Interview: Dale Evans, managing director of the @One Alliance explains collaboration

Dale Evans, managing director, @One Alliance

As Anglian Water kicks off its 15 year asset renewal and maintenance programme worth some £6bn over the next three AMP periods, Evans explains the value of deep collaboration across the supply chain.

Dale Evans is managing director of the @one Alliance, the collaborative organisation formed between client Anglian Water and key partners in its supply chain to deliver the multi-billion pound AMP investment programmes to upgrade and enhance the network. 

The @one Alliance was formed in 2004 to deliver the AMP4 programme and now comprises Anglian Water Engineering (AWEng), Balfour Beatty Utility Solutions Limited (BBUSL), Barhale, Black & Veatch, Grontmij, MWH and Skanska Jacobs to deliver the AMP5 programme and beyond.

This week Anglian Water brought together its whole supply chain for its Carbon and Energy Leaders Conference at which Evans helped emphasise the vital need for greater collaboration to help reduce carbon and so reduce the cost of asset management. 

He explains the opportunities facing the Alliance going forward and the challenges of continuing the process of continuous delivery improvement.

Interview by Freya Bottom

What is the @One Alliance?

It is a group of seven organisations brought together by Anglian Water to collectively deliver the investment programme [planned across the Anglia Water network]. It’s very collaborative and promotes work as one integrated organisation. 

Why is collaboration so important? 

If we look at the way we want to work and the changes we want to deliver, I believe these can only be achieved in a collaborative environment. Traditional procurement processes that construction tends to employ create boundaries and interfaces which limit development. Collaboration encourages a much more open environment. It does not mean soft and cuddly – it’s commercially challenging and tough! 

How easy was the @One Alliance to set up?

The easy option would be to continue with traditional models. Collaboration requires people to suddenly behave and work differently; there is a definite cultural shift. The first few years were hard work as there was an awful lot of change. Even 10 years on there is still lots of change and still a lot to achieve. 

How did you go about deciding what you wanted to achieve for the @One Alliance? 

First some aspirational goals were collectively agreed upon. For example: health and safety – we wanted an industry leading level of safety; a no accident environment. These goals were then extended to other components such as efficiency and environmental impact. We wanted a positive environment which refreshed a want for change.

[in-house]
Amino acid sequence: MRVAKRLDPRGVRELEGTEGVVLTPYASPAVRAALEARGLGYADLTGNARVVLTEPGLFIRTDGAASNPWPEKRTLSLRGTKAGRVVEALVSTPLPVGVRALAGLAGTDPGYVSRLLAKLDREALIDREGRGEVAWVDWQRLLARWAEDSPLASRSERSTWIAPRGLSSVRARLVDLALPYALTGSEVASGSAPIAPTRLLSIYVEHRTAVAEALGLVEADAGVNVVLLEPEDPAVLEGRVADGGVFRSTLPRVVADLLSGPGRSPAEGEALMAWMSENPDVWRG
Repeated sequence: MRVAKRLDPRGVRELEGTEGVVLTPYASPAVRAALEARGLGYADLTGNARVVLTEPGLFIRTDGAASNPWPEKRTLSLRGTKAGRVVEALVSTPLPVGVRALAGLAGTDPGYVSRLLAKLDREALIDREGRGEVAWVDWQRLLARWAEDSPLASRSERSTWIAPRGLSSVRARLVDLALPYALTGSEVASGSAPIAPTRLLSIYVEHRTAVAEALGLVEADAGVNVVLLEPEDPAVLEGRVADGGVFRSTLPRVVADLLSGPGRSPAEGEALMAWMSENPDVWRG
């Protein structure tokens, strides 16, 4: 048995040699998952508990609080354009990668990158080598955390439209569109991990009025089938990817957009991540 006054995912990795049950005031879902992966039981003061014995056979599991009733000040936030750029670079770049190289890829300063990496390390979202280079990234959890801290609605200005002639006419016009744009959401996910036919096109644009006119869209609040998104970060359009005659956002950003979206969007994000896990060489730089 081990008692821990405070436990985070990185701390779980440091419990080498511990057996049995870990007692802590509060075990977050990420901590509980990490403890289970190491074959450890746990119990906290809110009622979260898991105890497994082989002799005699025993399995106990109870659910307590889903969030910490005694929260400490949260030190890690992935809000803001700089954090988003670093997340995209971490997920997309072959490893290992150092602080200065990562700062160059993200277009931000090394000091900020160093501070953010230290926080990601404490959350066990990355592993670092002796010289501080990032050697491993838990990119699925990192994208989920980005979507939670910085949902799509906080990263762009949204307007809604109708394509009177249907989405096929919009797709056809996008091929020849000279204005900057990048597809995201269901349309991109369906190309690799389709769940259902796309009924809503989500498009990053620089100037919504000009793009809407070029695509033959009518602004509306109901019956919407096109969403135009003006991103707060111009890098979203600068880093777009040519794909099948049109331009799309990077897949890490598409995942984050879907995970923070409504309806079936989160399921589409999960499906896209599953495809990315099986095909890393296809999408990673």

You mentioned cultural change; how much was this the case instead of contractual?

Peoples’ perception of design was key. An example would be ‘standard products’ where instead of redesigning components they were simply chosen from a catalogue. A cultural shift in design rather than technical issues or engineering challenge occurred. The way in which you add value and delivered also shifted. 

You spoke about celebrating ways to avoid building assets - how do you get people who build for a living to not build?

By acknowledging that customer satisfaction is the thing we are delivering. Again it’s a perception change to what success looks like! 

Returning to the Alliance, how do you make it important for the lower tiers of the supply chain to engage and collaborate? 

Key to the programme is bringing teams of people together who are collaborating right from the outset. All teams are aligned and engaged across the whole supply chain hence it is requisite for the lower tiers to be involved. Traditional procurement can be thrown away.  Again a cultural shift - how we engage and being really open to bringing big teams together is important.  

To what extent have perhaps succeeded by simply tackling the low hanging fruit over the last 10 years? 

I don’t think what we have achieved so far is just the low hanging fruit and that it now it gets harder. Rather as we progress the opportunities reveal themselves. If we look at the traditional construction industry and how much waste there is, there are tonnes of [opportunities] to go through and what we really need is a continuous improvement philosophy. That’s what the Alliance needs to be!

 For details of the @One Alliance and its work visit


I would stress that, while the change might feel ‘sudden’, in fact, it’s not. It takes a lot of planning and support to make a cultural and behavioural shift that is sustainable and that’s where the additional, external, support can play such a key part in helping to make that transition.